The process by which you make and release a change to your application is your Software Development Lifecycle or SDLC. Within
Flutter-Global several SDLC patterns are directly supported by tools such as the
git flutter CLI. Using these standard SDLC patterns is recommended unless you have unusual requirements.
Typically a change will follow these steps to production:
- Source: A code edit is applied to a
Flutter-Global repository with access controls and a branching strategy.
- Validate: Check proposed code changes by running a series of tests that must pass.
- Package: Resolve any external dependencies to build a new version of the desired deployment package(s) e.g. binaries, docker, rpm, jar.
- Component Tests: Run available tests against the candidate deployment package with other dependent mocked packages.
- Publish: Publish the tested deployment package to a registry so it is available to all who deploy it.
- Deploy: Configure the package and deploy it to a specific topology (e.g. AWS, on-prem VM, k8s).
- Integration Tests: Run available integration and non-functional checks.
- Release: Promote the deployment through the required environments to rollout to production traffic.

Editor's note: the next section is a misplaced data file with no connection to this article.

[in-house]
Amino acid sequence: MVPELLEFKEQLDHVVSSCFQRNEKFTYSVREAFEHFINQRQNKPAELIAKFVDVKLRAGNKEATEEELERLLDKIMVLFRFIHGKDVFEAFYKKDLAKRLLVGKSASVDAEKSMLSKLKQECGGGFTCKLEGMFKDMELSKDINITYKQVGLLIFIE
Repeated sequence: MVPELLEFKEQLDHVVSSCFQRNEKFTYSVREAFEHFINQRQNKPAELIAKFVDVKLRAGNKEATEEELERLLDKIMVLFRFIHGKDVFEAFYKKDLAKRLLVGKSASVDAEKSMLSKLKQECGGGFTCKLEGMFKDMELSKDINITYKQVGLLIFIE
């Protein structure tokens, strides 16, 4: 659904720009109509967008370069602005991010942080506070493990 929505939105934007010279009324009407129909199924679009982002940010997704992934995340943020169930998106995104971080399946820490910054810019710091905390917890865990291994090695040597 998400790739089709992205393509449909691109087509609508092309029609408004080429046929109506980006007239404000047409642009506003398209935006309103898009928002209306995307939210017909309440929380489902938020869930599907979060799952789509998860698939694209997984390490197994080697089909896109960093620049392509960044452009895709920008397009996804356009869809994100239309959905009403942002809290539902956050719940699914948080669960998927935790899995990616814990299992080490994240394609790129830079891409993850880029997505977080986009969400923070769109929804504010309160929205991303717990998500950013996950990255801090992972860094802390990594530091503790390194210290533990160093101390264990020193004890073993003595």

- Observe: Observe the release with heightened operational awareness to confirm success, with rollback invoked on suspicion of failure.
The standard SDLCs patterns cover steps (1)-(5), step (6) onwards is regarded as team/division specific and dependent on local requirements.
Your source code is stored in a repository within the
Flutter-Global organisation. This will have:
- a branching strategy (where code is contributed to and merged into)
- an access control strategy (who can access the repository with what permissions)
- branch protections to ensure the combination of (1) and (2) is secure.
There is a choice of three source control models (multiple teams, service or audited), and three access control strategies (inner source, requested access or closed source).
Read more about source control ➜
A proposed code change is validated by a series of checks. Common examples are linters, compile checks, unit tests, and security scans.
- Validation is configured as pull request status checks and defined by GitHub workflow files.
- Self-hosted GitHub runners are available if internal services/dependencies are required.
- 3rd party tools like SonarCloud are integrated with
Flutter-Global to help.
Read more about validation ➜
A new version is packaged as a deployable artefact (e.g. a container image). This package must then be published to a location from which it can be deployed to relevant environments.
- SemVer git tags and GitHub Releases are used to label builds.
- Releases are published to registries like AWS ECR, GitHub Packages, Artifactory, and so on.
Read more about packaging and publishing ➜